S. Victor Aaron’s Top Albums for 2012, Part 3 of 4: Whack Jazz

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<<< Part Two, Mainstream and Modern Jazz ||| Part 4, Fusion Jazz >>>

In continuing with a long-held tradition, I’ve parsed out the jazz that goes avant-garde from the more conventional stuff. Drawing that line between mainstream jazz and whack jazz can be arbitrary to some but not so for me. If I’m enjoying the music because of all the weird, wonderful noises it makes as opposed to enjoying it because it swings and the solos are weaving lines around the harmony, then it’s a different kind of music to me.

It’s been quite a year for out-jazz, which is the only explanation I have for why this list is so danged long. Since it’s the intent to present a list of albums I can recommend without any qualifier (unless the qualifier is, you must like whack jazz) without any arbitrary cutoff, then I couldn’t take any of these off. And when some of my main guys like Wadada Leo Smith and Fujii Satoko (Gato Libre) get regulated to the honorable mentions, then you know that the competition was especially brutal in 2012.

Even more brutal was coming up with that one record that stands above the rest. At one time or another, I strongly considered this year’s albums by Matt Shipp, Peter Van Huffel, Steve Lehman and Jason Robinson for the “king of kings” honor. In any other year I’d have picked these guys’ records without hesitation. In the end though, I took note of one of two guys who got represented twice here, once on each list presented below. It’s time to give an ol’ vet his due, especially since he’s returning to his greatest strength and letting everyone know he’s still the boss.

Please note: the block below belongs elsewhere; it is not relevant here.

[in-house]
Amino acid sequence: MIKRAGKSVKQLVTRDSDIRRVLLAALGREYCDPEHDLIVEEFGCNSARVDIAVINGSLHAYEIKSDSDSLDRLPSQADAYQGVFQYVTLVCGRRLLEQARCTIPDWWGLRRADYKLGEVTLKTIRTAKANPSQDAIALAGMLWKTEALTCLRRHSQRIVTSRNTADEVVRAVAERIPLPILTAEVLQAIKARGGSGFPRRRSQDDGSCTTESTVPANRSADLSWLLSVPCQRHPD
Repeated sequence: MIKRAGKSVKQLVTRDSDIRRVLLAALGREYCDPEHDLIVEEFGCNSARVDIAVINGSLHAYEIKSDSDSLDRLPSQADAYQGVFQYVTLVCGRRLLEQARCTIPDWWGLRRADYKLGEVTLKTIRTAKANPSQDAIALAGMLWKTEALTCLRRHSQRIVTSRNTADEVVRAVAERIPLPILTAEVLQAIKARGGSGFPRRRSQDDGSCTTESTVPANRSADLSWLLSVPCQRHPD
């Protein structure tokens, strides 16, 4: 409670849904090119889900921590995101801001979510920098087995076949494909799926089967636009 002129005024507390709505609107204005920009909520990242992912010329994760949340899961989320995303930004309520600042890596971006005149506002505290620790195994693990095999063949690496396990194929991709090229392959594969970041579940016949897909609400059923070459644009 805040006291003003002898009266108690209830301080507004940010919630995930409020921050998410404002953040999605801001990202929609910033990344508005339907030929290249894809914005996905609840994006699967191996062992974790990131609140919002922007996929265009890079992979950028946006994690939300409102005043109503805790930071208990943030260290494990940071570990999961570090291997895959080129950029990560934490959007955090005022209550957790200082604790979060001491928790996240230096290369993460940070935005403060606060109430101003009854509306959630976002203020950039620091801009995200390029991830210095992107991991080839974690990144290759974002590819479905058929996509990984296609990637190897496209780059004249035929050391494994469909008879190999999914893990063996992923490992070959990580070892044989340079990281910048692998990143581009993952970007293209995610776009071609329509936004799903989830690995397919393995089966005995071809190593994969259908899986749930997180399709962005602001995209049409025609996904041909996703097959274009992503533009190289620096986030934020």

Click through the titles for the complete reviews …

ALBUM OF THE YEAR: Charles Gayle TrioStreets: Describing improvised music is one thing; describing why it connects with you can often be even more elusive. When I listen to Charles Gayle play a tenor saxophone, I don’t hear a bunch of errant, squealing notes, but a certain deep spirituality that only a handful of others (Coltrane, Dolphy, Ayler) were able to tap into and articulate on a consistent basis. Consistency is the word that comes to fore when listening to his newest record, Streets alongside his other 2012 release Look Up, which was also a sax/bass/drums trio recording but performed back in 1994 with a completely different rhythm section. The years, intervening albums of different formats and the shifting personnel support hadn’t altered Gayle’s mission when he’s toting a tenor sax.